Miramont Castle gift shop

And that concludes my pictorial tour.

Any idea who could have been the original owner/designer?

The answer is Father Jean Baptist Francolon, a French born Catholic priest. The lady of the house was his elderly mother!

Apparently, they were from a very wealthy, aristocratic family.

The scuttlebutt around Manitou Springs is that Father Francolon was a loner and very unpopular with the locals.

He and his mother left the town unexpectedly in the year 1900 and returned to France where Madam Francolon passed away. Father Francolon lived for another 10 years in New York then died in 1922. He never returned to Miramont Castle in Colorado.

You can read more about Father Francolon here, and Miramont Castle here.



  • livewire1965 says:

    Another great post:) This is an amazing place

  • Susan says:

    It sounds like the Father had a sad and lonely life despite his wealth.

  • betsy says:

    I visited here when my daughter lived in Colorado springs in 2002 . I remember that massive fireplace. I can see why in lots of these old places are preserved well, not many varmints were gonna mess with the poisons it took to make it decorative. I was told at the time that T.B. patients were treated on the property? That they found the climate there made them feel better.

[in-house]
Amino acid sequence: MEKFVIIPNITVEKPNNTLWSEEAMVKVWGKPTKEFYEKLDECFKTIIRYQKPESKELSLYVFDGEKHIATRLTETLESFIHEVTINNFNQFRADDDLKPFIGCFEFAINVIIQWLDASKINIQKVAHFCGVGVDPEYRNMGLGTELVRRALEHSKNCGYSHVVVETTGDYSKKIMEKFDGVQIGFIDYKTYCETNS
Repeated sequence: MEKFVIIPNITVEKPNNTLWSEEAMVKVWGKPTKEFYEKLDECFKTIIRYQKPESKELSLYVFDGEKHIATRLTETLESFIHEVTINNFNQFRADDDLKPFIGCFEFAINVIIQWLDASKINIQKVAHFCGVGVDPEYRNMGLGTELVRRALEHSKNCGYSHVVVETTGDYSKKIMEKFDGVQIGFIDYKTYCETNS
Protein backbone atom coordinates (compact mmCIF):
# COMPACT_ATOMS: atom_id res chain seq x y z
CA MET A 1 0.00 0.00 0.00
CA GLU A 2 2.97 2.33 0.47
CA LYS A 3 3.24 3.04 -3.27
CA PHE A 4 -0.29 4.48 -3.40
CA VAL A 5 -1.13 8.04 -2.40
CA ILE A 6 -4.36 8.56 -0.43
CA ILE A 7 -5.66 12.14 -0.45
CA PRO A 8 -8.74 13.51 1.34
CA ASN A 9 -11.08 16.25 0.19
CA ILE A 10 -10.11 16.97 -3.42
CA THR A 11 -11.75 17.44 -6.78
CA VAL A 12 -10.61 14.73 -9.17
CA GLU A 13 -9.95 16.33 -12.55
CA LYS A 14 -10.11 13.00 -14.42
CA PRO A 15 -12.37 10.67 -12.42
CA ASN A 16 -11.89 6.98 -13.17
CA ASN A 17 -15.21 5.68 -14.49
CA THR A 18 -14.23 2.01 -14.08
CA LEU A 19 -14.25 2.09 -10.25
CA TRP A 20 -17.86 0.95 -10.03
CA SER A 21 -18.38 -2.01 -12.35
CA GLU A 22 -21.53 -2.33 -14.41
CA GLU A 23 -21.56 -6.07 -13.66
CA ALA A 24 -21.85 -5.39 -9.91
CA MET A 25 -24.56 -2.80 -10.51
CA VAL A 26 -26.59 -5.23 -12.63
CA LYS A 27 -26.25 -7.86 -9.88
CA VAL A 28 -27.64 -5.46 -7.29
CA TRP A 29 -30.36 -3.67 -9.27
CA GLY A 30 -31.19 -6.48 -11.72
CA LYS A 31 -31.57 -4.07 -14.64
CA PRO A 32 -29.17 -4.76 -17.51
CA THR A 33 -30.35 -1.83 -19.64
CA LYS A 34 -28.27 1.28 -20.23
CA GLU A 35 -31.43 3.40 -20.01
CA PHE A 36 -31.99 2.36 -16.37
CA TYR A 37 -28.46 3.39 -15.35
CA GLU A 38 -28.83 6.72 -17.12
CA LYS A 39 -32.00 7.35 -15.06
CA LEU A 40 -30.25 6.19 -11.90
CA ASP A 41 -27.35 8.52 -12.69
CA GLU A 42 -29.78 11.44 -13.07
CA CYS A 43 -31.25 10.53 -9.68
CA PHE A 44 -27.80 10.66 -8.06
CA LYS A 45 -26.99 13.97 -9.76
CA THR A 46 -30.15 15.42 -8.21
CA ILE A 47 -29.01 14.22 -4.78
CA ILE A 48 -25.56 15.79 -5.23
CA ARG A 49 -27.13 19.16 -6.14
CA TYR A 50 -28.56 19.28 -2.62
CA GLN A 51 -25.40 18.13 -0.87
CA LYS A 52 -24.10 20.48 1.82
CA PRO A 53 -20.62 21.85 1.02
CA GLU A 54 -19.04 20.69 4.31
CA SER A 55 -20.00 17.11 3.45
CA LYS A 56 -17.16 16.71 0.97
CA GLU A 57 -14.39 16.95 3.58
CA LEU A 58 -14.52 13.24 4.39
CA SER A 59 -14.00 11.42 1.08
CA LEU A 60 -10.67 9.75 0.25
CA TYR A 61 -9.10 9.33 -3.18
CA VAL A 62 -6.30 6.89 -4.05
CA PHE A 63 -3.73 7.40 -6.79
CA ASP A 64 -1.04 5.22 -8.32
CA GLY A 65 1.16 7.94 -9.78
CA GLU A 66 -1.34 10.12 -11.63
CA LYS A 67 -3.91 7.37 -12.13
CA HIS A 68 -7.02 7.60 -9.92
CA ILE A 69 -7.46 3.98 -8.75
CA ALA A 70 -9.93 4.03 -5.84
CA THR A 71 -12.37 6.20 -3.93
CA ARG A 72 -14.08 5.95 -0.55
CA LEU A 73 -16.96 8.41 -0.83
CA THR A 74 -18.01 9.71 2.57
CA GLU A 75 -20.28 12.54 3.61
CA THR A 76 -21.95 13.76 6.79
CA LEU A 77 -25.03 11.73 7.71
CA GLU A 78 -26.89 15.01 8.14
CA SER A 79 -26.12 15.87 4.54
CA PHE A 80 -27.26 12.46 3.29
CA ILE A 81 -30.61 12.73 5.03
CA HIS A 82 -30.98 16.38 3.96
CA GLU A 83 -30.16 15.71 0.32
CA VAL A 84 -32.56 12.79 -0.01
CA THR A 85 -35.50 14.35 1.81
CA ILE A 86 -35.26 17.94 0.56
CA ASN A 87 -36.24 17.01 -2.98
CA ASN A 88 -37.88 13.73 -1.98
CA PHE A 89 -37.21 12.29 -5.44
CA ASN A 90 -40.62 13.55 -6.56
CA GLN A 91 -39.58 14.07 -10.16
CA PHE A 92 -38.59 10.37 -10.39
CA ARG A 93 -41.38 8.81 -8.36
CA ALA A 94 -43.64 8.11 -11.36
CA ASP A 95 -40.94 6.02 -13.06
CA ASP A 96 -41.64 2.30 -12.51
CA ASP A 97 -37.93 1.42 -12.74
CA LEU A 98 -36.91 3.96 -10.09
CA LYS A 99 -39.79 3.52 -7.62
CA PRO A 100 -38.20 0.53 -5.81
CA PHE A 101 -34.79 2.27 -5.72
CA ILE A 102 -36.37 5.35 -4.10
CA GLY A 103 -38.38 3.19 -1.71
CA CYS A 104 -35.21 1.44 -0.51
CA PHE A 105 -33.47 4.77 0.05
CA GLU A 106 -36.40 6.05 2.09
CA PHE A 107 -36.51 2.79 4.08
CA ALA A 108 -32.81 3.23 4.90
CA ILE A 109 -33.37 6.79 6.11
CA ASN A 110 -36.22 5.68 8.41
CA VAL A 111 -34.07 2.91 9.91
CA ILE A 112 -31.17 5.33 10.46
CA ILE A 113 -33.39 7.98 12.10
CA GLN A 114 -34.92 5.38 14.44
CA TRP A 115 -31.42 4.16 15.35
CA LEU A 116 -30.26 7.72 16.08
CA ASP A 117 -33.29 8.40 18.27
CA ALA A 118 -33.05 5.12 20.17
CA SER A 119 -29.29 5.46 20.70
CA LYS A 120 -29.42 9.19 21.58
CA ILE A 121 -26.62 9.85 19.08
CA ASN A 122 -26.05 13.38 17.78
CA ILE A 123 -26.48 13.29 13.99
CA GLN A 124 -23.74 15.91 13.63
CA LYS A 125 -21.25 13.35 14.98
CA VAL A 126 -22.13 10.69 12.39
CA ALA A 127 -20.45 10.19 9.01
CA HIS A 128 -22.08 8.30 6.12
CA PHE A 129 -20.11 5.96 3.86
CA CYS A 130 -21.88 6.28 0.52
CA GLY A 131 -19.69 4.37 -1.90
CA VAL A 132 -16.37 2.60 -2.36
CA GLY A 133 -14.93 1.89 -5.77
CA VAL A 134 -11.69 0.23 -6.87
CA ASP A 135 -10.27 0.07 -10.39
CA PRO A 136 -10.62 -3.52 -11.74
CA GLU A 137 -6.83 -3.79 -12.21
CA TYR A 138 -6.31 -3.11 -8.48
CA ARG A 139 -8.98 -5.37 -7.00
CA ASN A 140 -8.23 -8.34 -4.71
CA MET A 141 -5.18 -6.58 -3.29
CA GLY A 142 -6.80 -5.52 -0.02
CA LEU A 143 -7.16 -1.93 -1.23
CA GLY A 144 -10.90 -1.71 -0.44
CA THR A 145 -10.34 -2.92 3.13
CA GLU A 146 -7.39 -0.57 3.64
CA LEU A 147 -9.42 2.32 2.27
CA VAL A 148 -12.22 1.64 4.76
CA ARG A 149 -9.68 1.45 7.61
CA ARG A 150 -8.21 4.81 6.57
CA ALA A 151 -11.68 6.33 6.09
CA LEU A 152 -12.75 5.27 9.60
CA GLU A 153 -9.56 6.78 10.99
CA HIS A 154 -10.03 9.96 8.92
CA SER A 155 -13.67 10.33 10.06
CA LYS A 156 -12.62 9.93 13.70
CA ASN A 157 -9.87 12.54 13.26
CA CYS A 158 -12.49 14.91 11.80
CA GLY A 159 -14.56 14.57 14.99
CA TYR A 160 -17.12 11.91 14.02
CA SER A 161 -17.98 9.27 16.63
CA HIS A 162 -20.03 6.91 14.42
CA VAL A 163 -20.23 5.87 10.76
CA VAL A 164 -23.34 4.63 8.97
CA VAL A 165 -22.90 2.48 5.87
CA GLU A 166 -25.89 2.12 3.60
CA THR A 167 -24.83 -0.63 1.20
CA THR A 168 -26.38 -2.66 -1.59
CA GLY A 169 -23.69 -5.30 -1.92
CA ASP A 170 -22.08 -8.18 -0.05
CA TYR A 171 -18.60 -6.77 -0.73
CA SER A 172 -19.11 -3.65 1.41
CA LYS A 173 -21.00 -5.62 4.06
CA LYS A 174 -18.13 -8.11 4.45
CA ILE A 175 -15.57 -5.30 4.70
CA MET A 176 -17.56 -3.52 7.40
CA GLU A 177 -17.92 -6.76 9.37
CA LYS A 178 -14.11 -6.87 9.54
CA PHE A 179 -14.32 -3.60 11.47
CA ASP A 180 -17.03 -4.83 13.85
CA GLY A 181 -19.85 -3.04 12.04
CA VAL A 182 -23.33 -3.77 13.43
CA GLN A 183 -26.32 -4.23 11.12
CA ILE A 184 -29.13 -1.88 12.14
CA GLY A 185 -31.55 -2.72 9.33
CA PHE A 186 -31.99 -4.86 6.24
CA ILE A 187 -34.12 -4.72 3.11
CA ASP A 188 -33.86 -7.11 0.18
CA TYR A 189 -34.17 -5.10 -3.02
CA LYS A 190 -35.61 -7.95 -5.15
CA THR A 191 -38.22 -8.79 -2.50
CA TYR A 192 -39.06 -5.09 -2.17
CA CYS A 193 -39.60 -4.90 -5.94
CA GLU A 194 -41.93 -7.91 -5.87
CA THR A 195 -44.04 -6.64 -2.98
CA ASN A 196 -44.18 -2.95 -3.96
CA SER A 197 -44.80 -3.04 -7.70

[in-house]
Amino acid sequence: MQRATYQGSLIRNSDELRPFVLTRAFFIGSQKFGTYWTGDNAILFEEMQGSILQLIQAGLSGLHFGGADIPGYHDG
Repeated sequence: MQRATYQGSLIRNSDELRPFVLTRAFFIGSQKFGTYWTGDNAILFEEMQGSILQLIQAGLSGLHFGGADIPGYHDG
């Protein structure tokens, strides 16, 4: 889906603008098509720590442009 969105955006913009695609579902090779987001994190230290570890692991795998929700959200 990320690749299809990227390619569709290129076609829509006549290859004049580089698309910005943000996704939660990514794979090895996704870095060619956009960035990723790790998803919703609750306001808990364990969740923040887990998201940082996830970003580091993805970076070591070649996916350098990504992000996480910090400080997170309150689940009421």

Loved your post.

  • Jenny Lynn says:

    I would love to take a tour of it. Interesting that they suddenly left and that he never returned. Seems there was a lot of thought put into building such a mansion.

  • Sue says:

    Amazing castle surprisingly built by a priest and his mother. As I was scrolling, I was imagining living there in the past in all the glory. Nicest tour, thank you for sharing.

  • Lovely Miramont Castle! Have any one idea about Places To Visit In Alabama?

  • Ina Engel says:


    I think you life is my Freudian Slip- what I would really like to be doing!
    Judging from the helmet and riding pants, I think the soldier’s uniform is actually from WW1.

    Keep doing what you are doing and remember that a lot of people are sucked in to your humor and stories!

  • SB Smith says:

    Quite interessting !…I love the gothic parts…..It was good for the TB patients and anyone else as long as they didn’t touch that arsenic wallpaper !……. 😀
    Is there another historical place in the US with the name Miramont ?
    I ask because there’s a somewhat exclusive golf course community not far from where I live with the name Miramont…..Opened in 2005, no historical buildings on site, but it was advertised as very high end (altho’ not in those words)….
    Hubby and I, on the other hand, are rural …less than 10 miles from city limits, on 5 acres…..
    Scuttle butt is that when the owner/builder of the golf Miramont acreage sent out 300 initial invitations, wanting to attract people who might buy lots and build there…no one showed up !!
    At the time, the surrounding properties were either upper middle class neighborhoods and established farms since the city limits went thru there….I suspect everyone thought the owner/builder was a bit full of himself !…..But there are now many homes built in there and it seems to be doing well.
    To each his own….